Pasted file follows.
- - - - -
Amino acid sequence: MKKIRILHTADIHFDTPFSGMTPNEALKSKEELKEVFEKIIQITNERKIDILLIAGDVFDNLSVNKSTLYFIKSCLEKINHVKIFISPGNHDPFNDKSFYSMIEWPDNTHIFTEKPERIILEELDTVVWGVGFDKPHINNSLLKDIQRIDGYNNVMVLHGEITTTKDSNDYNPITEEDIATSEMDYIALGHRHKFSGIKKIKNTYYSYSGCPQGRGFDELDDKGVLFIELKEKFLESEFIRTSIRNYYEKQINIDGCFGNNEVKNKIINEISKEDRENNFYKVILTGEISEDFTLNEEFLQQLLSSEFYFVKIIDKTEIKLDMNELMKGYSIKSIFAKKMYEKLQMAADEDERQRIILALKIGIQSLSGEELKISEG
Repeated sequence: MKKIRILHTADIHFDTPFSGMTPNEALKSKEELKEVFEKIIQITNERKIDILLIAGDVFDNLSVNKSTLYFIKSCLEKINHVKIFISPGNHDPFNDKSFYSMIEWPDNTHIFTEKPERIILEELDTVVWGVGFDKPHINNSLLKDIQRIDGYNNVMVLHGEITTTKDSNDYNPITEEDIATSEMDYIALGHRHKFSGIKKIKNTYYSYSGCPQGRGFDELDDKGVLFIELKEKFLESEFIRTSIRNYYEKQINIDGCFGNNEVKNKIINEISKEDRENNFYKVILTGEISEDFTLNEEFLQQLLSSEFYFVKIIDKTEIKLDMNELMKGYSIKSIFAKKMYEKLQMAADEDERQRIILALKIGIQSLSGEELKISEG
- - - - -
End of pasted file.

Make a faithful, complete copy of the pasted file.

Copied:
Amino acid sequence: MKKIRILHTADIHFDTPFSGMTPNEALKSKEELKEVFEKIIQITNERKIDILLIAGDVFDNLSVNKSTLYFIKSCLEKINHVKIFISPGNHDPFNDKSFYSMIEWPDNTHIFTEKPERIILEELDTVVWGVGFDKPHINNSLLKDIQRIDGYNNVMVLHGEITTTKDSNDYNPITEEDIATSEMDYIALGHRHKFSGIKKIKNTYYSYSGCPQGRGFDELDDKGVLFIELKEKFLESEFIRTSIRNYYEKQINIDGCFGNNEVKNKIINEISKEDRENNFYKVILTGEISEDFTLNEEFLQQLLSSEFYFVKIIDKTEIKLDMNELMKGYSIKSIFAKKMYEKLQMAADEDERQRIILALKIGIQSLSGEELKISEG
Repeated sequence: MKKIRILHTADIHFDTPFSGMTPNEALKSKEELKEVFEKIIQITNERKIDILLIAGDVFDNLSVNKSTLYFIKSCLEKINHVKIFISPGNHDPFNDKSFYSMIEWPDNTHIFTEKPERIILEELDTVVWGVGFDKPHINNSLLKDIQRIDGYNNVMVLHGEITTTKDSNDYNPITEEDIATSEMDYIALGHRHKFSGIKKIKNTYYSYSGCPQGRGFDELDDKGVLFIELKEKFLESEFIRTSIRNYYEKQINIDGCFGNNEVKNKIINEISKEDRENNFYKVILTGEISEDFTLNEEFLQQLLSSEFYFVKIIDKTEIKLDMNELMKGYSIKSIFAKKMYEKLQMAADEDERQRIILALKIGIQSLSGEELKISEG